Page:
Tonight after unloading the truck from a day at the farmers market, I actually (believe it or not) remembered to bring home fruit and vegetables. I had cucumber and tomato salad with fresh mozarella, then roasted beets, and then a nice full bowl of watermelon. With salt. I never used to put salt on my watermelon, but I suppose I have the past few times now, without even stopping to think about it.
My great grandmother always sprinkled salt on her watermelon and I always remember standing in her tiny kitchen in Ohio thinking of how the combination sounded so strange and un-complimentary. Of course at that age I also didn’t know that port and dark chocolate are a beautiful combination - sometimes the best things just take time.
It’s not just at home though - I’ve seen salted watermelon popping up everywhere, at restaurants and even on the King of Pops chalkboard across the sidewalk from me at both of our weekly farmers markets. (Yes, I did personally request for the popsicle cart to be as close to my booth as logistically
popsible - possible. Yes, Drew and I did calculate that we have probably consumed over 80 popsicles between the two of us since opening day.) They’re popular flavors - the salty ones. Salted yellow watermelon, chocolate sea salt… people really do seem quite taken with sea salt these days. If only our conversations were as salty as our food.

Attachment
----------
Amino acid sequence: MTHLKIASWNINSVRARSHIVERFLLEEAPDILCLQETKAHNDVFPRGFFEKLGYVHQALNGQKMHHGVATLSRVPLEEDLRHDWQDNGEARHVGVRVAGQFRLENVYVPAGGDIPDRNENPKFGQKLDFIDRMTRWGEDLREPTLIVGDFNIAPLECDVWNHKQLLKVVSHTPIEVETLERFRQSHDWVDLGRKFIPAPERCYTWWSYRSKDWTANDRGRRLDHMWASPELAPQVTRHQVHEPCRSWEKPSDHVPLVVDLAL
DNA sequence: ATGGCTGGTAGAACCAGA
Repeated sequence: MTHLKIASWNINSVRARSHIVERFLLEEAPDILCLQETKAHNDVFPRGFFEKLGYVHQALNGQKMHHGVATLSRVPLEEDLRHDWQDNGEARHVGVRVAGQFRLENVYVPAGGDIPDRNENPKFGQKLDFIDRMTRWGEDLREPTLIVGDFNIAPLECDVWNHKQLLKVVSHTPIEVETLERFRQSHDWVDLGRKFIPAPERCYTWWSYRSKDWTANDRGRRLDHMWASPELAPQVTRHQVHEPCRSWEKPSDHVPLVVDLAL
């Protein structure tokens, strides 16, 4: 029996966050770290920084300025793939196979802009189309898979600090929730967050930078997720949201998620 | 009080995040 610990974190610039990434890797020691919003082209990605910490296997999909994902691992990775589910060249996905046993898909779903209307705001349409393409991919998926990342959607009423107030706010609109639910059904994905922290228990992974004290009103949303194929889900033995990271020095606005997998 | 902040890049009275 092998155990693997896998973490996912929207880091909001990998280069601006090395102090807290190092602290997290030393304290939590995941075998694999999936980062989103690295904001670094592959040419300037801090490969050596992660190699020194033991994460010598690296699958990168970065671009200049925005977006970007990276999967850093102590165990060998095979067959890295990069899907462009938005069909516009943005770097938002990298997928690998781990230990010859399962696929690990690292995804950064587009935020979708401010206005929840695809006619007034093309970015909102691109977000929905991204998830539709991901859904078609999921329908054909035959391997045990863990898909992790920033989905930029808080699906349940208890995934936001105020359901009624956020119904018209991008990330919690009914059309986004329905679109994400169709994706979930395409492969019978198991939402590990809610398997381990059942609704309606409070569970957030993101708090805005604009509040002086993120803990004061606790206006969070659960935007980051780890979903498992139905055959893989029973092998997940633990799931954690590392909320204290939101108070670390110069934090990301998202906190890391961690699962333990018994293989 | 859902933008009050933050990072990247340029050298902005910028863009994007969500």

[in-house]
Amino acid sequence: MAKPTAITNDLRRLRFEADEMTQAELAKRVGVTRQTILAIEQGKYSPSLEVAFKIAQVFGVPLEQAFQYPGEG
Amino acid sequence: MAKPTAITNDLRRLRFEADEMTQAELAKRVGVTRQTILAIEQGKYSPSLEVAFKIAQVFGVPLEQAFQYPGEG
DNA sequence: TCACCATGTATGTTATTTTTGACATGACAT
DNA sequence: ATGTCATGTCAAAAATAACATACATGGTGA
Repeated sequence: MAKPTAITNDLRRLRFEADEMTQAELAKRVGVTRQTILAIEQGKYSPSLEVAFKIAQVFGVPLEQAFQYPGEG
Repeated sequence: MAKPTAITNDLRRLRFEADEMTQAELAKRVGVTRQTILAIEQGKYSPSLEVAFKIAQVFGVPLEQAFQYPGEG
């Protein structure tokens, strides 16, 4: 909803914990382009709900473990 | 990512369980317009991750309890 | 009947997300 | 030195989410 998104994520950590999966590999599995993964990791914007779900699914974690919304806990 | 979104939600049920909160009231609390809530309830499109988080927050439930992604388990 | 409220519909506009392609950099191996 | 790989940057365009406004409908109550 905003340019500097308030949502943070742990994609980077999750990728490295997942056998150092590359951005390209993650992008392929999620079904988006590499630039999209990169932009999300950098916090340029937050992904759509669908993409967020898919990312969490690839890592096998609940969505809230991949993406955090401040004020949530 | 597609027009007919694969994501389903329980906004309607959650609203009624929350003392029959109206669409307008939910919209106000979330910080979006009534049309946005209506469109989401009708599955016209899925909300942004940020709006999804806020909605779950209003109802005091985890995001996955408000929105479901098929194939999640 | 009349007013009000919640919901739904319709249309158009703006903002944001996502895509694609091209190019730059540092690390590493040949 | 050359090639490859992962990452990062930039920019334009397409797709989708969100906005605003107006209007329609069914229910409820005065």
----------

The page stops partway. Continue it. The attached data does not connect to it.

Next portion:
That’s the way my Gigi would have had it. She just passed away this year, my great grandmother. A woman familiar with the feeling of a farm. Good at cooking real food. Unafraid of herself. Mischievous enough to play up her poor eyesight so that she could repeatedly cheat at rummy card games. But charming and humble enough to get away with it. She was my first and favorite pen pal. As the letters became more frequent, I got too lazy to write out great grandmother, abbreviated to g.g. and within the year everyone began calling her Gigi. Her real name was Clara. The same name of the variety of white eggplant we grow at the farm. I think of her salty-ness and quick wit every time I pull one off the plant and unexpectedly prick myself on the calyx. I think of her every time I wipe off the dust and see the skin of the fruit shine thick. smooth and opalescent. I think of her every time I clean them and cook them and sell them and bag them. I think of her and her perfect name and her sweet soul and I know she wouldn’t mind, in fact she might smile to know that I keep finding her memory in a farm field.